It was revealed mid-way through the flashback story; that Tom was actually released by the aliens while all the other prisoners accompanying him were executed. Quite why they did that, I’m sure will be revealed all too soon. It was interesting to see Pope – the most untrustworthy character – question the suspiciously easy escape for Tom. He truly hates those Skitters, and is not about to celebrate the return of someone who may actually be under their influence. He continues to be one of the stand-out characters, but it would be great to see him get more screen time than he did here, so that he can really develop as a character. Right now though, it’s going to be exciting to see how his uncertainty of whether Tom is trustable or not impacts the 2nd Mass.
It was positive to see the residents of the 2nd Mass looking a little bit rougher around the edges than they did last year, some of them, particularly Dr. Glass, even looking rather ill. They often came across a bit too happy and unflustered by what was happening to them in the first series, but it’s great to see that issue has been somewhat rectified for the second instalment. I still have issue with them being out in the open though, it’s been established that the Skitters and Mechs can hunt in the daytime, yet their absence seems convenient if nothing else. I would hope that in future episodes; the Mass is forced in to an underground base, or at least an inconspicuous and fortified building. Post-apocalyptic drama usually works best in confined areas, as the claustrophobia and feeling of being cut-off from the world really comes across through that.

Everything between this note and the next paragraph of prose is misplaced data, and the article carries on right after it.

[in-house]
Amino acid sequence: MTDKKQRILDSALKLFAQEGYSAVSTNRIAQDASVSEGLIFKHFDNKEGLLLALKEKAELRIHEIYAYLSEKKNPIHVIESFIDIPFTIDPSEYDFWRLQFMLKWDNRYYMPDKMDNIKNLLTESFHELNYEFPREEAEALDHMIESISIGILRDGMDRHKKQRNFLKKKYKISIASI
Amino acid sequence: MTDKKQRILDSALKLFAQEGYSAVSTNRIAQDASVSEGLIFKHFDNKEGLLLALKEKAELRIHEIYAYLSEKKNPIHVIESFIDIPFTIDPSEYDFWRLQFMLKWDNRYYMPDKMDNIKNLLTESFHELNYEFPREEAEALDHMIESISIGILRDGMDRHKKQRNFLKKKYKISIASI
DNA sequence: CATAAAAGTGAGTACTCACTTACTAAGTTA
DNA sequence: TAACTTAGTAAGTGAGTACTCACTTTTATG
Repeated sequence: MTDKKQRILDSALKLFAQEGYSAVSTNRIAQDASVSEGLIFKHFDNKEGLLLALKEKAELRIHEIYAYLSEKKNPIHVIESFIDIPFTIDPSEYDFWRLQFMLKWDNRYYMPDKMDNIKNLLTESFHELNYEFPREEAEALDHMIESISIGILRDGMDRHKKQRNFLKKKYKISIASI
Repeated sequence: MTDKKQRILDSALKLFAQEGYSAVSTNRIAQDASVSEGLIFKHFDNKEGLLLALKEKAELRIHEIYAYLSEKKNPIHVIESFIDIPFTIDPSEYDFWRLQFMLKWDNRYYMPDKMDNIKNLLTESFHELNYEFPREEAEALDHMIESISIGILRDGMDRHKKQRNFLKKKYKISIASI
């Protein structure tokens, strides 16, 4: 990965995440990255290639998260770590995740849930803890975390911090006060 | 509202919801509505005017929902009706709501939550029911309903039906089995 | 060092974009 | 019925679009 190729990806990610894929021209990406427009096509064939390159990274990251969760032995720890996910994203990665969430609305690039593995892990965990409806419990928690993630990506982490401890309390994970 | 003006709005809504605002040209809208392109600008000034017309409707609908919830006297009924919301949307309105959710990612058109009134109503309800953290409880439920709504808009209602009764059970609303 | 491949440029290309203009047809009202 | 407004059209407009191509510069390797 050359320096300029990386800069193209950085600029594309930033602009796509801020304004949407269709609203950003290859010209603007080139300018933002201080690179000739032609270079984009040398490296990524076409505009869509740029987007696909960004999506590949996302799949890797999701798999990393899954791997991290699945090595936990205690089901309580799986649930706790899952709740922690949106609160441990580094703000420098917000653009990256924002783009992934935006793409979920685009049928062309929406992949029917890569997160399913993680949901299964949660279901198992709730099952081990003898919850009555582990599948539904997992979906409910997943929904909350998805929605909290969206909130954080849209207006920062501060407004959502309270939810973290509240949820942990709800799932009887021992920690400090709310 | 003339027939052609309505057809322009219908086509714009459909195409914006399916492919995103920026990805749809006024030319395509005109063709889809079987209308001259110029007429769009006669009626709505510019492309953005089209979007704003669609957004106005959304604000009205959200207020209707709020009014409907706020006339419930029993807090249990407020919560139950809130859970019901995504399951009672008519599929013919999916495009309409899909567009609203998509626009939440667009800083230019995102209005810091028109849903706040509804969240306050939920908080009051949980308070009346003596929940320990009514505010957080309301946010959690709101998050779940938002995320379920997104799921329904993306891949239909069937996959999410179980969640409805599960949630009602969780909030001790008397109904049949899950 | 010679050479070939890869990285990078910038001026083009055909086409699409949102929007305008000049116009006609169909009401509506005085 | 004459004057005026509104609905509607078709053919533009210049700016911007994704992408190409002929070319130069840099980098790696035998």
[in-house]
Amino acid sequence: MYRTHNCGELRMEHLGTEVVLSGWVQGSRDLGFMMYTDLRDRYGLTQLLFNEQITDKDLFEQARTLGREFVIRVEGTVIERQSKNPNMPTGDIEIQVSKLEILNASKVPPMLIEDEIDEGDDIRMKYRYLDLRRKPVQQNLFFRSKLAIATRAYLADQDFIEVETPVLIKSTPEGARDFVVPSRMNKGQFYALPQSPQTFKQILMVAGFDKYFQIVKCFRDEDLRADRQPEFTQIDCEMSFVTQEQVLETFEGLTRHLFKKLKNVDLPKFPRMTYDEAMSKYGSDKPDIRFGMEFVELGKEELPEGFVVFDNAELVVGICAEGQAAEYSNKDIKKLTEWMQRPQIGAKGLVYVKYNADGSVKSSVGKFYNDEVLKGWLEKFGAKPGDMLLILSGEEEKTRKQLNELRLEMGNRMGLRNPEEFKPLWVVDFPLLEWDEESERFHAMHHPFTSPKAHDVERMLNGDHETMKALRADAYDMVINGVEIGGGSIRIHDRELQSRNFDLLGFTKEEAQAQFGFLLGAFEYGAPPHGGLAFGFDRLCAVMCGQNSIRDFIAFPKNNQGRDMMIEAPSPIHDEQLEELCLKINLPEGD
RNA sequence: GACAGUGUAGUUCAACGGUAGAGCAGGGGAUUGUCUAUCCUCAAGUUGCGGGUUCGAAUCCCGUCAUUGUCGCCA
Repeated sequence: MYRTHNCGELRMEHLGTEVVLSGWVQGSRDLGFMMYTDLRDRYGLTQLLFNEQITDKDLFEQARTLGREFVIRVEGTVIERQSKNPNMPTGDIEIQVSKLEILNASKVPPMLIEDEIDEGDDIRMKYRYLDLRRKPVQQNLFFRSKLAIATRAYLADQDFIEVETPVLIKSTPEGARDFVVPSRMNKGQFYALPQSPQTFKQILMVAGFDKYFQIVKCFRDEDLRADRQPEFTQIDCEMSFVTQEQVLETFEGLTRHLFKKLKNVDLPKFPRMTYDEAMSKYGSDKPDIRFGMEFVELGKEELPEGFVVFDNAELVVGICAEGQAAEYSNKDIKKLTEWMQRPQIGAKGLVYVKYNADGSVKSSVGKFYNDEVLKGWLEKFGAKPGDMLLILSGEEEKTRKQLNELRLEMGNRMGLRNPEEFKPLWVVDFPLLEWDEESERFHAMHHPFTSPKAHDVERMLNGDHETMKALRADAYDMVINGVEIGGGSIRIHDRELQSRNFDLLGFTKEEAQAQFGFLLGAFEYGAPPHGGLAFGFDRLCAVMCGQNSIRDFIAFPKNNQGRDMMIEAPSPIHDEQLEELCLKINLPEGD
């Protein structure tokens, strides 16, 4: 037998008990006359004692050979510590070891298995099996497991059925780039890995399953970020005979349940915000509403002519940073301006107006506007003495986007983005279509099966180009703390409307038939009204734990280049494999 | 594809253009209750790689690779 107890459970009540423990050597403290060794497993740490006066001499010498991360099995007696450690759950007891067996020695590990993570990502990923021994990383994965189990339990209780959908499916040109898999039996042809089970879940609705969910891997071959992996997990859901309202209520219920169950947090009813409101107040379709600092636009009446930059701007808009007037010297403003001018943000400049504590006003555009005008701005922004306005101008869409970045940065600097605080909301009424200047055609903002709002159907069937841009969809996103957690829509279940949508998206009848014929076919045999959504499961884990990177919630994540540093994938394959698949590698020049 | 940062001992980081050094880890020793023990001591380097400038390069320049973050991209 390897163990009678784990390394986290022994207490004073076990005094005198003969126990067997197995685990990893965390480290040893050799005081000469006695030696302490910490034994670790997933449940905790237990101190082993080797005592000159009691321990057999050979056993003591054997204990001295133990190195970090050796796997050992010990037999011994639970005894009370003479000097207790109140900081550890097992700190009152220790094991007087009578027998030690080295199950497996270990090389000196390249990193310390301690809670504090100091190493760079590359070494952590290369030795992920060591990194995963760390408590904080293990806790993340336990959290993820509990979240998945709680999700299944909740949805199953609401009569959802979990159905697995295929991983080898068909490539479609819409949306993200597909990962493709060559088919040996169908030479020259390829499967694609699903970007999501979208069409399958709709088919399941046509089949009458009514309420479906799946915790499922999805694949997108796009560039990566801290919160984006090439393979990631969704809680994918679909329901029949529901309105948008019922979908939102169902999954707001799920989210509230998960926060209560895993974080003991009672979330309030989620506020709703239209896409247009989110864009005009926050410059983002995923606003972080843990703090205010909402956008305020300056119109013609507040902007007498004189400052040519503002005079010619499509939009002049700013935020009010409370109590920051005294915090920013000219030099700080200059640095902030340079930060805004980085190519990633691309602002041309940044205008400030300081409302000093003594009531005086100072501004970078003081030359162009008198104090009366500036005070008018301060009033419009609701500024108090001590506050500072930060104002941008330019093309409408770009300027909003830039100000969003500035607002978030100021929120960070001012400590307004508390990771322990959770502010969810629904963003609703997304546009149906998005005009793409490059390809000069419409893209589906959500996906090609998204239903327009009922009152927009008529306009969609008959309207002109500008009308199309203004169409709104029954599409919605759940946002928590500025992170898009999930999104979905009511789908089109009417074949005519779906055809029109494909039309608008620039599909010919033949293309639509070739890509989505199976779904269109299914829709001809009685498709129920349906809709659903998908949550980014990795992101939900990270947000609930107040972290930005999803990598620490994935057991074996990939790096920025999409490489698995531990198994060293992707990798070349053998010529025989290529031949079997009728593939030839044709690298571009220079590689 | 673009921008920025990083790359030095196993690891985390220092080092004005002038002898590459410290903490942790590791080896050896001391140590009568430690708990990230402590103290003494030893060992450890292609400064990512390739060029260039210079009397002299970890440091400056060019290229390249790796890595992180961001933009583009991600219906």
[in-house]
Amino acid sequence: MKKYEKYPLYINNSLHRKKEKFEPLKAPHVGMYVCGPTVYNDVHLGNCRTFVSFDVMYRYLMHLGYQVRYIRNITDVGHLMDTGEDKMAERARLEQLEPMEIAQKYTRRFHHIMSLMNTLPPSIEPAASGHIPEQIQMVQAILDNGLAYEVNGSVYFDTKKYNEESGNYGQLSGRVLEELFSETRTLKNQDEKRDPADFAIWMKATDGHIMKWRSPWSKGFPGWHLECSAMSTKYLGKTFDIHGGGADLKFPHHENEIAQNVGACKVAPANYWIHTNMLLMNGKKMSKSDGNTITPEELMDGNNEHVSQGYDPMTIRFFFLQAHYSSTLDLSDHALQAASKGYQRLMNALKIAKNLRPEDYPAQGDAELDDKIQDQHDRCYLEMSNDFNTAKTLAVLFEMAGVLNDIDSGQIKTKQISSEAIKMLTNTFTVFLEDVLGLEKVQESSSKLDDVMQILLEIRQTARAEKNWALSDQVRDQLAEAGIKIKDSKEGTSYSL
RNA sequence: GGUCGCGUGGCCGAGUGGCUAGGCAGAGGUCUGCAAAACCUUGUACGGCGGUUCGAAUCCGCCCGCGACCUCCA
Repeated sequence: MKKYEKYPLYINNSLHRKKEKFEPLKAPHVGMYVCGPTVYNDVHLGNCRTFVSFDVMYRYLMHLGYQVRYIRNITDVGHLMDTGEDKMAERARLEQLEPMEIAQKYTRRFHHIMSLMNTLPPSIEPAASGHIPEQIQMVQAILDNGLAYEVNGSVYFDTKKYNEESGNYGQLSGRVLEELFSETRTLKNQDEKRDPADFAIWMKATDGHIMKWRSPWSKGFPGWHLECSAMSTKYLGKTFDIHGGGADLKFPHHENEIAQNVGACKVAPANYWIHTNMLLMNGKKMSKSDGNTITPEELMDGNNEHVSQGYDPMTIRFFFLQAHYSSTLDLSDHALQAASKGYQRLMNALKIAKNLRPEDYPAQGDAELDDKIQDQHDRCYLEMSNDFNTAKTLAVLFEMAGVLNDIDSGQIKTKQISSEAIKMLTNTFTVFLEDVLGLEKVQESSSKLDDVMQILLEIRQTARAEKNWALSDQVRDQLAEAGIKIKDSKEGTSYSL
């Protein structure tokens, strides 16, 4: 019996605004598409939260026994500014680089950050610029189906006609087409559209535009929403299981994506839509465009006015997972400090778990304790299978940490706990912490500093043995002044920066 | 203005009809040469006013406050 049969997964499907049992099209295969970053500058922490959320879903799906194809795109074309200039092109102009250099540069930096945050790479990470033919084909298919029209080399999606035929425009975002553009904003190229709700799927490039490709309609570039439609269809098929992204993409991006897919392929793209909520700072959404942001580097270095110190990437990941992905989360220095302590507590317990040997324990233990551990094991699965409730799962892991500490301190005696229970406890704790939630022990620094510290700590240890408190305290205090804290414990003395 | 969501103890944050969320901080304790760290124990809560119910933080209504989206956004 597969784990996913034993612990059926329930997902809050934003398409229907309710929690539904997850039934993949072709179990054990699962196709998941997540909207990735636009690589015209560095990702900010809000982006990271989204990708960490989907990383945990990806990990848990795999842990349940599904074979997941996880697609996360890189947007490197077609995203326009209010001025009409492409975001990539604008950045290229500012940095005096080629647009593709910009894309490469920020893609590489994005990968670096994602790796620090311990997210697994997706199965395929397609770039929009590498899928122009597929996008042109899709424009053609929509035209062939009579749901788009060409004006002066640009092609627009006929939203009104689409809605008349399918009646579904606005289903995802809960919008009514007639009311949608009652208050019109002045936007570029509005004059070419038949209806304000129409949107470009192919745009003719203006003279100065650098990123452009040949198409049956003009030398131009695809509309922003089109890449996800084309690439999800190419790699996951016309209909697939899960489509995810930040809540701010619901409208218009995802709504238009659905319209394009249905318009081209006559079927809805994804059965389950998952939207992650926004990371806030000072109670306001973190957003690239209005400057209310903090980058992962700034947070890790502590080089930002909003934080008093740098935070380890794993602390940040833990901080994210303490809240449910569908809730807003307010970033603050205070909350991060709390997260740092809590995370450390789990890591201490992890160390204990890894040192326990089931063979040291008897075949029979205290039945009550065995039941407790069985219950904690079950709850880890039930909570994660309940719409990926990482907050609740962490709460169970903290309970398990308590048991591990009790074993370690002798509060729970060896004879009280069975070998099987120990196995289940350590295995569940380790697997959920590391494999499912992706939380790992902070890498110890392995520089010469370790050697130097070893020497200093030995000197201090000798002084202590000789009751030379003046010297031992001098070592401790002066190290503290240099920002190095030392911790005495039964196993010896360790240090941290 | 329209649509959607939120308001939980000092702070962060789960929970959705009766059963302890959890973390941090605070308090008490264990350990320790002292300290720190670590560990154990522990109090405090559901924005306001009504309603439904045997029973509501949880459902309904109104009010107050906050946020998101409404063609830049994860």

Another bone of contention that I’ve had since the very first episode; is the ships that fly over, apparently picking up on heat signatures as targets for their ‘blue bombs’. I’ve always questioned why they never seemed to pick up on the engine heat whenever the resistance was on the move, and although that issue has now been addressed; by them bombing a group of their vehicles, it raises another question in the process. Why can’t they pick up the heat of human bodies? It’s especially odd that they can’t do this when a bunch of them are all huddled together, surely warming each other even further. I think I know the answer; convenience, once again. It’s a problem the first series had on occasion and still seems to be present, and while it’s there to an extent in all programmes of this nature, they could at least make it somewhat less blatant.
It goes without saying; that the Mech searching the 2nd Mass’ almost abandoned living area, while Dr. Glass tries to remove bullet fragments from Tom’s abdomen in the medical bus, was the stand out moment. Utterly tense and terrifying, and intensified tenfold by that iconic sound the Mechs make. Inspired, I’m sure, by the Tripods from War of the Worlds.
I’m thoroughly impressed with how they’ve opened the second series; it’s done just what it needed to. There are little niggles, some that have plagued the first series as well, but nothing that massively detracts from the overall enjoyment. They’ve done a great job of establishing some themes that will run throughout the series, and really started a much more in-depth development of some characters that felt a little one dimensional last year.
8/10 (Very Good)